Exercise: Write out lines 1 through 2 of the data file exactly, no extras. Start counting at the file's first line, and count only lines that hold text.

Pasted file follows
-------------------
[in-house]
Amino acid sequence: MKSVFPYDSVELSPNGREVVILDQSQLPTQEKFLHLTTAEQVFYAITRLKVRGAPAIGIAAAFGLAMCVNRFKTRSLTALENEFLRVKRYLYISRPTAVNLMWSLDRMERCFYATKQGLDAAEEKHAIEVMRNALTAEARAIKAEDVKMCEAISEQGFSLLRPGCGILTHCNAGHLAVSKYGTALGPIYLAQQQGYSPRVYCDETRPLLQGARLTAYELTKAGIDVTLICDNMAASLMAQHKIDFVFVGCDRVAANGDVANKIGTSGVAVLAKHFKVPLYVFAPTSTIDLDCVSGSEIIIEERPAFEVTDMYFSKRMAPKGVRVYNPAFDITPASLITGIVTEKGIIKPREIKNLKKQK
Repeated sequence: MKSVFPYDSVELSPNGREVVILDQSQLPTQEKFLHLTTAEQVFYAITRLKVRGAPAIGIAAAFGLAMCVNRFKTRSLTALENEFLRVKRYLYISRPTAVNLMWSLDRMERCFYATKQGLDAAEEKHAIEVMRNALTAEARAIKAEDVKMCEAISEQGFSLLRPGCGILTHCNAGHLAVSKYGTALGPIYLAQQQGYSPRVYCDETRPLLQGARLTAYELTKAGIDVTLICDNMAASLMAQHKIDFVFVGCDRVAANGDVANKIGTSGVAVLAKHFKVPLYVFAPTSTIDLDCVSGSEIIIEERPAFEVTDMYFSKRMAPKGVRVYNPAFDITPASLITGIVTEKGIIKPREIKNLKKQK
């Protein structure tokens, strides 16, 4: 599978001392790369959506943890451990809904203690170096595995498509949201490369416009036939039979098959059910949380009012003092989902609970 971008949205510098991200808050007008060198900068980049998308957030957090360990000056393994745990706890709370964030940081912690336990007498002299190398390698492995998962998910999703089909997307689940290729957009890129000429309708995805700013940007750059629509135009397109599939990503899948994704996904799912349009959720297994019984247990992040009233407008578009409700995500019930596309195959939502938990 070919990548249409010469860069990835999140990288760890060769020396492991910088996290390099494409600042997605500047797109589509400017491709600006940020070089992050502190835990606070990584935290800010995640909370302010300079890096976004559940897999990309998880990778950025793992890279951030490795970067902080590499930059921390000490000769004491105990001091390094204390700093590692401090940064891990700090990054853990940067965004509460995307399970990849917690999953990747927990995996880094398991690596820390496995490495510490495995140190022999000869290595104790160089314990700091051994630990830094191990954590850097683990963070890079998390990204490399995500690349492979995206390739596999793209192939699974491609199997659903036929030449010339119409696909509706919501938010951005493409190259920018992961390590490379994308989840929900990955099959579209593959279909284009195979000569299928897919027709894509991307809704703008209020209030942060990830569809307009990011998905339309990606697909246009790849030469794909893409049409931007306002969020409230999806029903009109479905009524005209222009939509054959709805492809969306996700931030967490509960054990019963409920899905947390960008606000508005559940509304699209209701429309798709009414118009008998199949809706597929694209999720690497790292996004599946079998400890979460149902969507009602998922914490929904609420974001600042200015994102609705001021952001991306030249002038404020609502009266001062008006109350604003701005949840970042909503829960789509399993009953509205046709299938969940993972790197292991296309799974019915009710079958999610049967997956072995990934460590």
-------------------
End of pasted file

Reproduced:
[in-house]
Amino acid sequence: MKSVFPYDSVELSPNGREVVILDQSQLPTQEKFLHLTTAEQVFYAITRLKVRGAPAIGIAAAFGLAMCVNRFKTRSLTALENEFLRVKRYLYISRPTAVNLMWSLDRMERCFYATKQGLDAAEEKHAIEVMRNALTAEARAIKAEDVKMCEAISEQGFSLLRPGCGILTHCNAGHLAVSKYGTALGPIYLAQQQGYSPRVYCDETRPLLQGARLTAYELTKAGIDVTLICDNMAASLMAQHKIDFVFVGCDRVAANGDVANKIGTSGVAVLAKHFKVPLYVFAPTSTIDLDCVSGSEIIIEERPAFEVTDMYFSKRMAPKGVRVYNPAFDITPASLITGIVTEKGIIKPREIKNLKKQK